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  1. #1
    Asiamaato2
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    Need Opinions

    Hi all- I just wanted to get some opinions out there. We had my niece and nephews B'nai Mitzvah this past weekend in Illinois. It was a wonderful time for all;however, my sister chose not to have a cake and candle lighting ceremony. She had mentioned this to me back in October and I told her my feelings were that she should do it. It's a tradition in my opinion. Her reasoning not to do it was that she felt it is always a boring part of the party when people sit around and watch others light candles. To me the event just doesn't seem complete without it. What are your opinions?
    Karla-Mom to Sarah from China and Jade from Cambodia


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  3. #2
    Natalie Rose
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    I am 40 and went to literally dozens of B'nai Mitzvahs in 1977 - 1979. I had never once experienced a candle lighting ceremony in those years. I went to my cousin's Bat Mitzvah in 1989 and it was the first time I had ever seen a candle lighting ceremony.

    My opinion is that it was hurtful and exclusionary. I don't mean to say that they are all like that because this was my one and only experience with it and my cousin can be hurtful and exclusionary. But as a general rule I would never allow it because there is no way to include everyone in the ceremony and I think it makes people feel badly that they made the effort and expense to come to somebody's B'nai Mitzvah and weren't "important enough" to light a candle.

    I'm sorry if this isn't what you wanted to hear but I'm opposed to it.

    On the other hand, I would LOVE if someone could tell me how this ceremony could be done in a different way -- any ideas?
    There is no path to peace - peace is the path ~ Mahatma Gandhi


  4. #3
    Asiamaato2
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    No need to be sorry, I asked for all opinions. I am 43 and have been to many Bar and Bat Mitzvahs as well. Funny thing is, all of them had the candle lighting ceremony . My niece was a Bat Mitzvah 2 yrs ago. We have such a large family. What she did to include cousins, aunts uncles etc... was to invite them all up in groups.
    Karla-Mom to Sarah from China and Jade from Cambodia


  5. #4
    Natalie Rose
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    Thanks asiamaa. I witnessed the group thing but it just seemed like there were lots of kids who were left out and looked hurt. I know that I tend to be a bit overly concerned in that area but I just would never be able to sanction this ceremony with my DD unless I knew she would include everyone. Maybe that's the solution.
    There is no path to peace - peace is the path ~ Mahatma Gandhi


  6. #5
    larasmom
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    it is a big tradition here in maryland


  7. #6
    jenstl
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    I have never heard of it or seen it!
    ?
    jenstl...an AHM
    mommy to e,d and r

    To laugh often and much; to win the respect of intelligent people and the affection of children...to leave the world a better place...to know even one life has breathed easier because you have lived. This is to have succeeded.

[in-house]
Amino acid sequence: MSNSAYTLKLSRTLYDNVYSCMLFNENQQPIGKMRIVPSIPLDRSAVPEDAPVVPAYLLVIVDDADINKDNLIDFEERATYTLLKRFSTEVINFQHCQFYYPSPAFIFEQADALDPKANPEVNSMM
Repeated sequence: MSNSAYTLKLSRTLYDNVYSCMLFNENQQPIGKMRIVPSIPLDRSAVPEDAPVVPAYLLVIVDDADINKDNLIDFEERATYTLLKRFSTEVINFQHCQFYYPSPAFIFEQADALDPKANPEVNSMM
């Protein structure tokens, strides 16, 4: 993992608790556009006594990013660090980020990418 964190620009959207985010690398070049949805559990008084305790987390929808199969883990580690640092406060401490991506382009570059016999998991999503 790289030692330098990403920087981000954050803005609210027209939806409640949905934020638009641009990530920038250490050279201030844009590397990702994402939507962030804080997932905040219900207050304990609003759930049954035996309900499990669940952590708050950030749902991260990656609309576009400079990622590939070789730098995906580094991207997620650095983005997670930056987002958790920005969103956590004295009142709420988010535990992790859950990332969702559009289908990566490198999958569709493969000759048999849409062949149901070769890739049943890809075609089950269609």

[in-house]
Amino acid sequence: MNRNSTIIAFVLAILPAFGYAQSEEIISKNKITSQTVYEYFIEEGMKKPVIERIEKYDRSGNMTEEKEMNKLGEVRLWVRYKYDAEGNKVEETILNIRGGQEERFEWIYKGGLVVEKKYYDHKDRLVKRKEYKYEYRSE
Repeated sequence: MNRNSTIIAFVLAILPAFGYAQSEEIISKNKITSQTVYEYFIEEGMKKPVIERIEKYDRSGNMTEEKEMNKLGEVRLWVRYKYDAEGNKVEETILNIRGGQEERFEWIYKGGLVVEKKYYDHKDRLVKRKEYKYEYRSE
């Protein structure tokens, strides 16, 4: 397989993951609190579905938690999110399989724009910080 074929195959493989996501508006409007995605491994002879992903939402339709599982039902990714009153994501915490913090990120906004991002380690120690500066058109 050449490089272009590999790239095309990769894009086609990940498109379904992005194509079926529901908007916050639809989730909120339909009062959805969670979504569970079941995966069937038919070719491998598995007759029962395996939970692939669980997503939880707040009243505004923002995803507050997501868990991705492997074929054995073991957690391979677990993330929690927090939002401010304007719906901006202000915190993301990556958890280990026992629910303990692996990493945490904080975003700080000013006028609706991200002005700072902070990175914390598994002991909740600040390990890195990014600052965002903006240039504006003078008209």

- Ralph Waldo Emerson


  8. #7
    AmyP
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    It was big in the 60s - I think I remember my brother had something similar for his kids 10 years ago. I don't think there is any religious significance - so I guess it's something a family can choose or not - depending on whether you feel like extending the ceremonial feel to the reception, or if you just consider that a time to party!
    Amy

    Mom to Mia
    born Guatemala 4/2/2000
    home to Boston 7/5/2001


  9. #8
    Sharon
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    Never heard of it. But all the bar mitzvas I have been to were either in Israel or in the US for Israeli families. Definitely an American cultural, not a religious tradition.
    Nov. 2, 2002 - Jordan Born
    Dec 19, 2002 - May 23, 2003 raising fabulous baby Jordan in Antigua
    May23, 2003 - Jordan home

    2006 Waiting to fost-adopt


  10. #9
    Littlechum
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    That seems to be the new tradition over the past 10 years or so. I think that if you don't get called up to light a candle, it sucks. If you do get called up, it's nice. I wouldn't want any guests to feel like the celebration sucks, but I do like the tradition. Therefore, I prefer big groups and include everyone in attendance.


  11. #10
    cooroo
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    I go to LOTS and LOTS and LOTS of BMs. Here's the scoop on the candlelighting ceremony. It was actually the brain child of a caterer in New Jersey not that many years ago! And it caught on like wildfire.

    I agree that it's kinda exclusionary. It's one of those things that people think is "tradition" but they don't know what it's about or where it came from. In fact, people have even said that it dates back 1000s of years, which totally cracks me up!

    I'd be happy for the kid to get up with the mic and just say a very nice thankyou to everyone for coming and supporting them.

    xo-coo
    ttc: 4+ yrs me: 36, DH: 37
    3 natural m/c
    6 IUIs: 4 BFN, 1 m/c, 1 chem
    IVF #1 BFN IVF #2 BFN NO MORE TX
    Going to China Late Summer '07???


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